DelGrosso: I can tell you that all eyes are on NGEN. We want to make sure we adopt the lessons learned from NMCI when we transition to the next generation enterprise network. Right now, NGEN is currently in the Request For Proposal (RFP) phase, where we’re going to industry. I’m hearing from the program manager the RFP should be out in the next few weeks.
DS: Any plans to extend the continuity of services contract in place now with the NMCI incumbent?
DelGrosso: No. And I can tell you leadership has no desire to open that back up. Leave it as is and focus on NGEN. But the key here, is that the future of NGEN will be determined by several factors. We’re going to be looking at advanced technology --you know how fast technology is accelerating these days. Who knows a year from now whether there might be some new gadget or capability we’re going to want to look at.
The RFP was written to allow for that kind of flexibility. We’re also certainly going to look at the cost, and oh by the way, we need to look at the security and risk mitigation. So when we move forward with NGEN, all the pieces and parts are in the right place, again, based on lessons learned that came from the NMCI experience .
DS: We’re all watching the travails of the Army migrating its e-mail to the Defense Information Systems Agency, and the latest pause. What are your thoughts? Also, What are your thoughts on enterprise architecture development to connect the services? Should DISA be managing the DoD's main enterprise architecture projects?
DelGrosso: For enterprise e-mail you can read the congressional reports as well as anybody else. But as far as an enterprise architecture, I will tell you emphatically that I believe every service within DOD recognizes there is a need to have a standard enterprise architecture. This goes back to the conversation at the beginning where I was talking about the disparate networks and our inability to see the network. It’s because we don’t have an enterprise architecture. When you have an enterprise architecture, you have standards, and you have common processes and procedures. That’s significant.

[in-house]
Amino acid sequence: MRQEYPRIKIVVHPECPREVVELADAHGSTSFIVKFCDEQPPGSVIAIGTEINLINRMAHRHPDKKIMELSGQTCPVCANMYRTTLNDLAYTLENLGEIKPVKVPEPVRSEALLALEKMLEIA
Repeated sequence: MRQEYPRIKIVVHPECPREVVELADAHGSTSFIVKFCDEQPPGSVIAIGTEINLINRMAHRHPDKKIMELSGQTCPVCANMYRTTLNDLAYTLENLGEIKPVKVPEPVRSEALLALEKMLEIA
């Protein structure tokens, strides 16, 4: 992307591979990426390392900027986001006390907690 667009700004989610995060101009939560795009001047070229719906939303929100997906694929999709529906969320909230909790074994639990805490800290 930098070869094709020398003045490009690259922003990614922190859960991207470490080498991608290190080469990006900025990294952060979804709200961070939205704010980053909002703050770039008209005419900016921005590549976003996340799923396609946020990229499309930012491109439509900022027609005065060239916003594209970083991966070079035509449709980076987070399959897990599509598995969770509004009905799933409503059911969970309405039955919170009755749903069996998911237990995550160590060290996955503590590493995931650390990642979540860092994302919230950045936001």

As far as DISA goes, DISA absolutely needs to play a major role in all this. DISA certainly offers a significant amount of services, but when we look at capabilities and where we need to go it’s fair to state, --and Congress even put this in their language-- that we also need to be looking at industry too. In other words, it’s not DISA by default. It’s DISA and/or industry based on what capabilities we need at the right cost.
DS: What are you referring to when you say "industry"?
DelGrosso: I’m talking about the commercial world. So I’ll just use Google — not to say that we would — as an example. If they have a capability that we can use that equals that of DISA but it’s cheaper to go with Google, we’re going with Google. I think that’s what Congress mandated us to do. Enterprise architecture…absolutely. Do I see DISA playing a major role, absolutely.
DS: What are the technical enablers that you need to accomplish your networking goals?
DelGrosso: I think there are three major focus areas that need improvement when it comes to our networking priorities. We don’t have enough bandwidth; the ships don’t have enough bandwidth. When we try to do streaming video, it affects the rest of the network. So we need to have better bandwidth compression.
Second, [we] always have to have a defense-in-depth approach as far as security is concerned because without it we’re dead in the water.
And [third], I think more user awareness and education is needed throughout the enterprise.
DS: Awareness and education of what?
DelGrosso: I equate a user at the keyboard to that of a sentry at the gate when you’re approaching a base. That’s the first line of defense. And if the user is doing what he or she is supposed to do that goes a long way to a defense-in-depth approach. So I think there needs to be more awareness so folks understand that IT stewardship is everything, and understanding their piece of the pie counts a lot.